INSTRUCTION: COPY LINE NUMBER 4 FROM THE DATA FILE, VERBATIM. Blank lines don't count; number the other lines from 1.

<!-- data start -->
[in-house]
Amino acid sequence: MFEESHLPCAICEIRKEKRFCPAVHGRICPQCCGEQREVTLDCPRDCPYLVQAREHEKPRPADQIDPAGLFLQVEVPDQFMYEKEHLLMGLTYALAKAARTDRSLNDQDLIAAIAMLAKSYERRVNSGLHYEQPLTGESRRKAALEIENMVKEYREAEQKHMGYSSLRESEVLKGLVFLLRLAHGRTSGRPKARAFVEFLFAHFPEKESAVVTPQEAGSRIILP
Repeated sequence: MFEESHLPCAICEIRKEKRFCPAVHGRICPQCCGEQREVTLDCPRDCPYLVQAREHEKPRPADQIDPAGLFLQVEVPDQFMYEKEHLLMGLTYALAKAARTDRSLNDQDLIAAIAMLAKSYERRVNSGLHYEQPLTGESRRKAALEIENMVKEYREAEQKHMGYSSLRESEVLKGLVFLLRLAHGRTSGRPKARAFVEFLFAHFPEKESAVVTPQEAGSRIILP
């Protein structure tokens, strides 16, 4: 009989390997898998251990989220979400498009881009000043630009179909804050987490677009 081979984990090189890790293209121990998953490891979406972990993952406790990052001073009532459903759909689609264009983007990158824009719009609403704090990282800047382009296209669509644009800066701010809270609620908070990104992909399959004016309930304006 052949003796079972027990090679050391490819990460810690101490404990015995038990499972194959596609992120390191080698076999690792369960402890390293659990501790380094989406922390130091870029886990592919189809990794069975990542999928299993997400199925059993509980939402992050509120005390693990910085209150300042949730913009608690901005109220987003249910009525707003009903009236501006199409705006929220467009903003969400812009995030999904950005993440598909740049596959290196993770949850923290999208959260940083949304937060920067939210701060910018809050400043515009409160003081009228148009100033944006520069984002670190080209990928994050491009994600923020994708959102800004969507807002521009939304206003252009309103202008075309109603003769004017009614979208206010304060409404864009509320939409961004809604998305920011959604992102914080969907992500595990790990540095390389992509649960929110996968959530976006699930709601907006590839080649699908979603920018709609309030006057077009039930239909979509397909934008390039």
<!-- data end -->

């Protein structure tokens, strides 16, 4: 009989390997898998251990989220979400498009881009000043630009179909804050987490677009 081979984990090189890790293209121990998953490891979406972990993952406790990052001073009532459903759909689609264009983007990158824009719009609403704090990282800047382009296209669509644009800066701010809270609620908070990104992909399959004016309930304006 052949003796079972027990090679050391490819990460810690101490404990015995038990499972194959596609992120390191080698076999690792369960402890390293659990501790380094989406922390130091870029886990592919189809990794069975990542999928299993997400199925059993509980939402992050509120005390693990910085209150300042949730913009608690901005109220987003249910009525707003009903009236501006199409705006929220467009903003969400812009995030999904950005993440598909740049596959290196993770949850923290999208959260940083949304937060920067939210701060910018809050400043515009409160003081009228148009100033944006520069984002670190080209990928994050491009994600923020994708959102800004969507807002521009939304206003252009309103202008075309109603003769004017009614979208206010304060409404864009509320939409961004809604998305920011959604992102914080969907992500595990790990540095390389992509649960929110996968959530976006699930709601907006590839080649699908979603920018709609309030006057077009039930239909979509397909934008390039």